Rare are the violent clashes from which all sides emerge positively cheery. But the latest exchange of fire with Gaza was just such an atypical conflict. When the smoke cleared, both combatants came away upbeat and sure their respective enemy was taught a painful lesson.
We are near-giddy with gladness over the technological wonders of our Iron Dome anti-missile missiles, while the Gazans are hoarse with victory whoops because they managed to fire off as many rockets as they did. We effusively congratulate ourselves because no major catastrophes were wrought on our side of the border. Nevertheless, the Gazans know that had we truly won, they wouldn’t be left standing and able to spark another conflagration at another time.
What does all the sound and fury signify in real terms? Most likely that no lessons at all were taught, that no one was punished and that in all probability we once more critically misread the signs. It’s as if somewhere along the line we’ve managed to lose sight of what constitutes triumph in our peculiar immediate environment. According to Mideastern conventions, the absence of incontrovertibly humiliating vanquishment denotes a degree of victory.
This local logic mustn’t be dismissed out of hand. Continue reading
The upside to an Iranian missile onslaught on Israel is that it would facilitate new real estate projects on the crammed Coastal Plain and render obstructed sea vistas visible again. Increasingly, such morbid predictions of Tehran-initiated mega-scale land clearances in central Israel crop up in casual conversation.
Pent-up angst is vented via macabre gallows humor which presupposes that our dreadful end is inevitable, that by summertime we’d be flattened by Iranian rockets. We paint ourselves as pitiable pawns in the hands of trigger-happy leaders, as wretched victims of the unrestrained hubris and folly of demented higher-ups.
To hear some of what’s proffered by left-wing gurus and commentators, we’re now living though a terrifying real-life reenactment of Dr.Strangelove or: How I Learned to Stop Worrying and Love the Bomb. Stanley Kubrik’s 1964 black comedy spotlighted a loony general who ignites a nuclear apocalypse that a coterie of bungling politicians and frantic generals fail to stop. Continue reading
More than anything, Marie Colvin, who was laid to rest Monday, will be remembered for sacrificing her life for the London Sunday Times’ circulation figures (albeit pro forma in the name of intrepid reporting on the siege of Homs). Her immortality in the annals of journalism is guaranteed.
With that in mind, it’d be especially instructive for us to recall one of her eyewitness accounts which is most pertinent to our own circumstances.
It was published nearly six years ago – in April 2006, only a few months after we disengaged from Gaza.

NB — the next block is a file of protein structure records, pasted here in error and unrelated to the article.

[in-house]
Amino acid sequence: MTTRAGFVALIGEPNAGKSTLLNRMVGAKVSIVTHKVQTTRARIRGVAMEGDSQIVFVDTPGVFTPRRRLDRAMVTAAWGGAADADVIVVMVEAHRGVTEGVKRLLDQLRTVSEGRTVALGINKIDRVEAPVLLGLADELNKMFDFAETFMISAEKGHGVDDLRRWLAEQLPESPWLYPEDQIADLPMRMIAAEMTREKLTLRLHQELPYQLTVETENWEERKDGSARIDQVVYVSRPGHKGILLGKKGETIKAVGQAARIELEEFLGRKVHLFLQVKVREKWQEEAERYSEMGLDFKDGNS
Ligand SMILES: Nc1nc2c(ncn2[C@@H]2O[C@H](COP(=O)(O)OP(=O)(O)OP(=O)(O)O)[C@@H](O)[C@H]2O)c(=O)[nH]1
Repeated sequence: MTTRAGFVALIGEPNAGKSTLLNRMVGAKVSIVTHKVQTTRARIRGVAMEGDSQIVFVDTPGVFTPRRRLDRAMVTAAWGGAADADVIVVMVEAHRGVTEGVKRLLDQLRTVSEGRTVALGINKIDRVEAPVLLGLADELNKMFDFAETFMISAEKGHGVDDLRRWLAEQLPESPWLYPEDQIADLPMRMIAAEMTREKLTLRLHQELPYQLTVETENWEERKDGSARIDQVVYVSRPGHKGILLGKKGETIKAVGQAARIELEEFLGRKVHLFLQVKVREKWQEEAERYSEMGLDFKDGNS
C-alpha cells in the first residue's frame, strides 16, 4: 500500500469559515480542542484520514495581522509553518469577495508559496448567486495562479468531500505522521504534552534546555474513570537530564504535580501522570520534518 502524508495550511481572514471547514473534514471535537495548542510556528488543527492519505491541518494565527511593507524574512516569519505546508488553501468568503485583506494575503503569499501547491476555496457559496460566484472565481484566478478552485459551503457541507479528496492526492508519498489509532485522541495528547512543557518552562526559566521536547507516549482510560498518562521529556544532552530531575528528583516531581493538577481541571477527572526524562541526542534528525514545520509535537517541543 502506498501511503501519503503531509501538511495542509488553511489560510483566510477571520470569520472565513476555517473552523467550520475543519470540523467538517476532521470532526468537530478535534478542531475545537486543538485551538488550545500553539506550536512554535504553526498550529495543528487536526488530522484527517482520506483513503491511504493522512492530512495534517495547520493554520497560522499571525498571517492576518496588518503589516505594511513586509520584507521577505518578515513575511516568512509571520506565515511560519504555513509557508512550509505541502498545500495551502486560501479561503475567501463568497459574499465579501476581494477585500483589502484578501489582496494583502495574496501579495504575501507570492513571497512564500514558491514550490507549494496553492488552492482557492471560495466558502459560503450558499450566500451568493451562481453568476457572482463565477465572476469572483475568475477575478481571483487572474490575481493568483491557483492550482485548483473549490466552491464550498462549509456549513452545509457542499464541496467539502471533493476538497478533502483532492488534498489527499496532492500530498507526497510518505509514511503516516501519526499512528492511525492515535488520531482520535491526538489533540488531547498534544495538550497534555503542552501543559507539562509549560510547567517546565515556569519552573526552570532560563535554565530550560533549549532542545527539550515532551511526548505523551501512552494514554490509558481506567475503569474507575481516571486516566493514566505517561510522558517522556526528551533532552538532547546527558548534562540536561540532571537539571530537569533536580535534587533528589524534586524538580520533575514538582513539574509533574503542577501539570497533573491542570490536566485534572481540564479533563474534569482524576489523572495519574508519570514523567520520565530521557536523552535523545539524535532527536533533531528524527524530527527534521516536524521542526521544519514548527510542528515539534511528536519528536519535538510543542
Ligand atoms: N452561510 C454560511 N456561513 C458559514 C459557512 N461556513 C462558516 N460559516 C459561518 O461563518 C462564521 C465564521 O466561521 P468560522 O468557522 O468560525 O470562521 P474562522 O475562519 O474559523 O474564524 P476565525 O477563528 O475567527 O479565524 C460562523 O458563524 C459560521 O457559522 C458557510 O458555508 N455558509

Colvin tossed the truth about our self-bamboozlement directly in our faces. This perhaps was why that specific item generated near-zero resonance among us. Why focus on the unpleasant even if it’s the straightforward bottom line with profound implications for our possible future follow- up follies?
If there’s anything we dislike, it’s to be confronted with evidence of our own inexcusable imbecility. Continue reading
The word “occupation” invokes differing definitions in the Arab realm. All involve Israel but the precise connotation depends on the context.
Liberal-hearted foreigners, whose sympathy and political support is sought, are told that occupation refers to lands Israel took (obviously out of unadulterated malice) in 1967. Unless these arbitrarily usurped territories are ceded, Mother Earth will know no peace and harmony.
But Arab/Muslim listeners discern other undertones. For them any Jew’s presence, even inside Israel, amounts to sinful and insufferable occupation. Rectifying that wrong means terminating the existence here of all Jewish trespassers. Continue reading
An Arab fable (as distinct from a potentially biased Western narrative) focuses on Effendi Mustafa’s relaxing afternoon in his idyllic orchard. Suddenly Mustafa’s pastoral peace is disrupted by a bunch of mischievous boys exuberantly chasing each other among his trees. Mustafa’s yells and threats go unheeded. He realizes he must conjure up a clever ruse to get rid of the noisy intruders.
He cloyingly summons them and whispers that apples of solid gold hang heavy off the boughs in their neighbor Ahmed’s garden. If the youngsters rush over quickly enough, Mustafa counseled, they may avail themselves of the alluring bounty. No sooner had he finished spinning his tale, than the kids disappeared in search of fabulous riches.
How sweet the lie! Continue reading